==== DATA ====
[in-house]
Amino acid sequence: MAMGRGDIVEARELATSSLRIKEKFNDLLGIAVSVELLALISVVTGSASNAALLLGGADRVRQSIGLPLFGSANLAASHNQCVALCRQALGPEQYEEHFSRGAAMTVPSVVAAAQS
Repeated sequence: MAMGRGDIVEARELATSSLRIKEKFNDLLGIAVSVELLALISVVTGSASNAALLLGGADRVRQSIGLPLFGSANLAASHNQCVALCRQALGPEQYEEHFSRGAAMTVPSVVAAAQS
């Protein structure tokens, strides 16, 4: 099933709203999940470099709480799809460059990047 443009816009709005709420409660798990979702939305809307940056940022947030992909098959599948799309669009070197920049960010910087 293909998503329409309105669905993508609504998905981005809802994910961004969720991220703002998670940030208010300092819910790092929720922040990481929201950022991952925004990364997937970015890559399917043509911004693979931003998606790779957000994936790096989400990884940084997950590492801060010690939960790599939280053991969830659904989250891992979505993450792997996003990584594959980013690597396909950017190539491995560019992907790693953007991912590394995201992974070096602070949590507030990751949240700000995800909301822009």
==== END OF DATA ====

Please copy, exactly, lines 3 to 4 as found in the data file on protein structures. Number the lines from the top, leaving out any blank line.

Repeated sequence: MAMGRGDIVEARELATSSLRIKEKFNDLLGIAVSVELLALISVVTGSASNAALLLGGADRVRQSIGLPLFGSANLAASHNQCVALCRQALGPEQYEEHFSRGAAMTVPSVVAAAQS
């Protein structure tokens, strides 16, 4: 099933709203999940470099709480799809460059990047 443009816009709005709420409660798990979702939305809307940056940022947030992909098959599948799309669009070197920049960010910087 293909998503329409309105669905993508609504998905981005809802994910961004969720991220703002998670940030208010300092819910790092929720922040990481929201950022991952925004990364997937970015890559399917043509911004693979931003998606790779957000994936790096989400990884940084997950590492801060010690939960790599939280053991969830659904989250891992979505993450792997996003990584594959980013690597396909950017190539491995560019992907790693953007991912590394995201992974070096602070949590507030990751949240700000995800909301822009």